TDP-43 (5 μg/mL, 40 pM) was preincubated with 10 μg/mL anti-GST acceptor beads in assay buffer for 30 min at room temperature and then added to assays containing a series of concentrations of bt-TAR-32 or bt-TG6 ranging from 4.2 pM to 10 nM that had also been preincubated with 10 μg/mL streptavidin donor beads for 30 min at room temperature. Nonspecific binding was determined in the presence of 10 μM TG4. After incubation in the dark at room temperature for 3 h to ensure the binding reaction was at equilibrium, the AlphaScreen® signal was measured on a Synergy 2 plate reader. The equilibrium dissociation constants (KD) for TAR-32 and TG6 binding to TDP-43 were determined from nonlinear regression fits of the data to a 1-site binding model in GraphPad Prism®, version 5.0 (GraphPad Software, San Diego, CA).
A series of concentrations of bt-TAR-32 or bt-TG6 ranging from 0.25 to 6.0 nM were preincubated with 10 μg/mL streptavidin donor beads for 30 min at room temperature. Assays were initiated at various times by the addition of TDP-43 (5 ng/mL, 40 pM) with 10 μg/mL anti-GST donor beads that were preincubated as described above, and the AlphaScreen® signal was measured at the end of the time course. The observed association rate constant (kobs) was determined from nonlinear regression fits of the data for each ligand concentration to a 1 -site exponential association model in GraphPad Prism®, version 5.0. A plot of the resulting kobs values versus ligand concentration for both TAR-32 and TG6 yielded a straight line with the slope equal to the association rate constant (kon) and the Y-intercept equal to the dissociation rate constant (koff). The KD value determined by koff/kon was compared against the KD value determined by saturation binding using an unpaired, 2-tailed r-test using GraphPad Prism®.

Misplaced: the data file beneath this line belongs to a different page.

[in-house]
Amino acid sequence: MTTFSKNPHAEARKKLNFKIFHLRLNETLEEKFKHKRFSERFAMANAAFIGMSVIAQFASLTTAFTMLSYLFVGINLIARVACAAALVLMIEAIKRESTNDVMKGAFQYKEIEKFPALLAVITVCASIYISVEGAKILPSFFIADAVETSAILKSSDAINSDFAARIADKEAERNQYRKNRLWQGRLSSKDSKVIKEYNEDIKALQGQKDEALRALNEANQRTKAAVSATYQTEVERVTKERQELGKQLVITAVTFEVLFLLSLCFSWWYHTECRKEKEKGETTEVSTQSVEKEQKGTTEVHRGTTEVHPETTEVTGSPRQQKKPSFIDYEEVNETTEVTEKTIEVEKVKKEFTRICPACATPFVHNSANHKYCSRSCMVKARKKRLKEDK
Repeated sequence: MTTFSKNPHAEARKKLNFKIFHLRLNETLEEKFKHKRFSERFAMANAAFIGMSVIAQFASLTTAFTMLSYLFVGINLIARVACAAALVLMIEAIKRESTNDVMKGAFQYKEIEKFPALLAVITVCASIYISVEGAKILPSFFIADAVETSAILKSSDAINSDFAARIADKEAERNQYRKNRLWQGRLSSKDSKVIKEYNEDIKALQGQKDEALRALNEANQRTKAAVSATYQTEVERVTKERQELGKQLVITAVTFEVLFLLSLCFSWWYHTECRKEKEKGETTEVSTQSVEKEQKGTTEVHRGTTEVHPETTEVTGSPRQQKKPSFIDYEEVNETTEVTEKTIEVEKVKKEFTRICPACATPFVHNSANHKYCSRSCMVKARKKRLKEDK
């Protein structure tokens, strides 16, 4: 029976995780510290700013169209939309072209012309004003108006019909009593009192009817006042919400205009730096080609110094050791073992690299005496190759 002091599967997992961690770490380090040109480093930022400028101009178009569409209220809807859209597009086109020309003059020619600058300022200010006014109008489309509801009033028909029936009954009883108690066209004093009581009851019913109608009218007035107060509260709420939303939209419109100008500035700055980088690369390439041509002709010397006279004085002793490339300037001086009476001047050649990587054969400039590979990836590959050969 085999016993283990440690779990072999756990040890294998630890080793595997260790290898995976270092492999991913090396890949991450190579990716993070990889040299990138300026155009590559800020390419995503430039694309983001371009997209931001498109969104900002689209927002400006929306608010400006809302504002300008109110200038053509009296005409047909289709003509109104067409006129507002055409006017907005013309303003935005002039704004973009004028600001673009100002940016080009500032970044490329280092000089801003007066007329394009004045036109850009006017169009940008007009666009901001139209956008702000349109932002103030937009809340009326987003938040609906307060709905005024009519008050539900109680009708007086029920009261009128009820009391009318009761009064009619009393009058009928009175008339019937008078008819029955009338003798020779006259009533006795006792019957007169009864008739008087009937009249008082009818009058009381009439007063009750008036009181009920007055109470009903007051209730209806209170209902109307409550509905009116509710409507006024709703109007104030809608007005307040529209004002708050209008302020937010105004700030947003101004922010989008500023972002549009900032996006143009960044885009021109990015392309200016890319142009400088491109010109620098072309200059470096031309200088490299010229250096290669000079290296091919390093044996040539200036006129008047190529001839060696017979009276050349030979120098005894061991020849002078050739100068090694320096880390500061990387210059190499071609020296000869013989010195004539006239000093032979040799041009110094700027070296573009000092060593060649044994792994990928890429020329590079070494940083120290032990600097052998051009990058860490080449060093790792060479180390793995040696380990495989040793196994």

Test compounds or oligonucleotides were diluted in assay buffer at 4× the desired final concentration. DMSO concentrations were less than 1% because this was the level of DMSO tolerance in the assay. Dilutions of test compound were preincubated with TDP-43 (5 ng/mL, 40 pM) prebound to AlphaScreen® anti-GST acceptor beads (10 μg/mL) for 30 min at room temperature. Assays were initiated by the addition of bt-TAR-32 or bt-TG6 (0.1 nM) prebound to AlphaScreen® strepavidin donor beads (10 μg/mL). After incubation in the dark at room temperature for 3 h to ensure the binding reaction was at equilibrium, the AlphaScreen® signal was measured. IC50 values were determined from nonlinear regression fits of the data to a 1-site competition model in GraphPad Prism®. For unlabeled oligonucleotides, KD values were determined from Cheng-Prusoff corrections of the IC50 values. Z′ values were determined for each plate to assess assay robustness.20 Initial hits with inhibition values greater than 75% from screening ~7400 compounds were then titrated in bt-TAR-32 binding to TDP-43 to confirm activity and determine IC50 values. Confirmed actives were then tested in the AlphaScreen® TruHTS assay according to the manufacturer’s directions to rule out nonspecific interference with the AlphaScreen® signal by compounds that have an inner filter effect, are singlet oxygen quenchers, or are biotin mimetics.